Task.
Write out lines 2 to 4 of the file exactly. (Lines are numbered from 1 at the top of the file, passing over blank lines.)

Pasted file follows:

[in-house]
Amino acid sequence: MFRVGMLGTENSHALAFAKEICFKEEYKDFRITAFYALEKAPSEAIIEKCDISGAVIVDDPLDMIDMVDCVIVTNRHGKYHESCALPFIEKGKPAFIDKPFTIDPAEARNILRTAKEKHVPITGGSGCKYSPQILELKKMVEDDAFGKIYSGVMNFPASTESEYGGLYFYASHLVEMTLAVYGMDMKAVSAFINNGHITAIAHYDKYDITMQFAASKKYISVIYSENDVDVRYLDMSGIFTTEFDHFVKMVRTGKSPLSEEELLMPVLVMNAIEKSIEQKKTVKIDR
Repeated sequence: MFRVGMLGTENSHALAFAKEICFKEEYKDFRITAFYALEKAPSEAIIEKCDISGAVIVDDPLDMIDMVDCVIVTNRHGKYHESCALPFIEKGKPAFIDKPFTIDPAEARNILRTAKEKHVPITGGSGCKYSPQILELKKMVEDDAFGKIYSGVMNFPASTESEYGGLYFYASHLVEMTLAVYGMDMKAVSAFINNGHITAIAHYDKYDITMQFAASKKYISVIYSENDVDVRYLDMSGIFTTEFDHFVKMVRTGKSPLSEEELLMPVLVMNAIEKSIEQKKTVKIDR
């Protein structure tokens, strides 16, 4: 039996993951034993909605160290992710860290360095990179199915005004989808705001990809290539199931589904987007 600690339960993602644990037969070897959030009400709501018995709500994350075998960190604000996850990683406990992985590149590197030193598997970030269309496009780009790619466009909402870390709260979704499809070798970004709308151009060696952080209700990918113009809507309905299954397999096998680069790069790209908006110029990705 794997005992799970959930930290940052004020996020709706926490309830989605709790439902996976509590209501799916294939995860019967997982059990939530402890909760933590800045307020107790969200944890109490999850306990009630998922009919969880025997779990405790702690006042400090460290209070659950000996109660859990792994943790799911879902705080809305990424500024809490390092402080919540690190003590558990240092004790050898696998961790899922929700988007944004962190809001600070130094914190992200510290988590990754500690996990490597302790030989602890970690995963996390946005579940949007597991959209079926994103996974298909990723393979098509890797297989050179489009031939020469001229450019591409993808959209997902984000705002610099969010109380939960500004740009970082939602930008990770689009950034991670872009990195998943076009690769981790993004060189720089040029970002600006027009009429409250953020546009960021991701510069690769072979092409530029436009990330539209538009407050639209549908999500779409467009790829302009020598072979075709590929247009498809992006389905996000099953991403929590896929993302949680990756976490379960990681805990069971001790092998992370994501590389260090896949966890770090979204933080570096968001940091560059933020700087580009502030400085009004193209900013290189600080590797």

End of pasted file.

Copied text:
Amino acid sequence: MFRVGMLGTENSHALAFAKEICFKEEYKDFRITAFYALEKAPSEAIIEKCDISGAVIVDDPLDMIDMVDCVIVTNRHGKYHESCALPFIEKGKPAFIDKPFTIDPAEARNILRTAKEKHVPITGGSGCKYSPQILELKKMVEDDAFGKIYSGVMNFPASTESEYGGLYFYASHLVEMTLAVYGMDMKAVSAFINNGHITAIAHYDKYDITMQFAASKKYISVIYSENDVDVRYLDMSGIFTTEFDHFVKMVRTGKSPLSEEELLMPVLVMNAIEKSIEQKKTVKIDR
Repeated sequence: MFRVGMLGTENSHALAFAKEICFKEEYKDFRITAFYALEKAPSEAIIEKCDISGAVIVDDPLDMIDMVDCVIVTNRHGKYHESCALPFIEKGKPAFIDKPFTIDPAEARNILRTAKEKHVPITGGSGCKYSPQILELKKMVEDDAFGKIYSGVMNFPASTESEYGGLYFYASHLVEMTLAVYGMDMKAVSAFINNGHITAIAHYDKYDITMQFAASKKYISVIYSENDVDVRYLDMSGIFTTEFDHFVKMVRTGKSPLSEEELLMPVLVMNAIEKSIEQKKTVKIDR
């Protein structure tokens, strides 16, 4: 039996993951034993909605160290992710860290360095990179199915005004989808705001990809290539199931589904987007 600690339960993602644990037969070897959030009400709501018995709500994350075998960190604000996850990683406990992985590149590197030193598997970030269309496009780009790619466009909402870390709260979704499809070798970004709308151009060696952080209700990918113009809507309905299954397999096998680069790069790209908006110029990705 794997005992799970959930930290940052004020996020709706926490309830989605709790439902996976509590209501799916294939995860019967997982059990939530402890909760933590800045307020107790969200944890109490999850306990009630998922009919969880025997779990405790702690006042400090460290209070659950000996109660859990792994943790799911879902705080809305990424500024809490390092402080919540690190003590558990240092004790050898696998961790899922929700988007944004962190809001600070130094914190992200510290988590990754500690996990490597302790030989602890970690995963996390946005579940949007597991959209079926994103996974298909990723393979098509890797297989050179489009031939020469001229450019591409993808959209997902984000705002610099969010109380939960500004740009970082939602930008990770689009950034991670872009990195998943076009690769981790993004060189720089040029970002600006027009009429409250953020546009960021991701510069690769072979092409530029436009990330539209538009407050639209549908999500779409467009790829302009020598072979075709590929247009498809992006389905996000099953991403929590896929993302949680990756976490379960990681805990069971001790092998992370994501590389260090896949966890770090979204933080570096968001940091560059933020700087580009502030400085009004193209900013290189600080590797």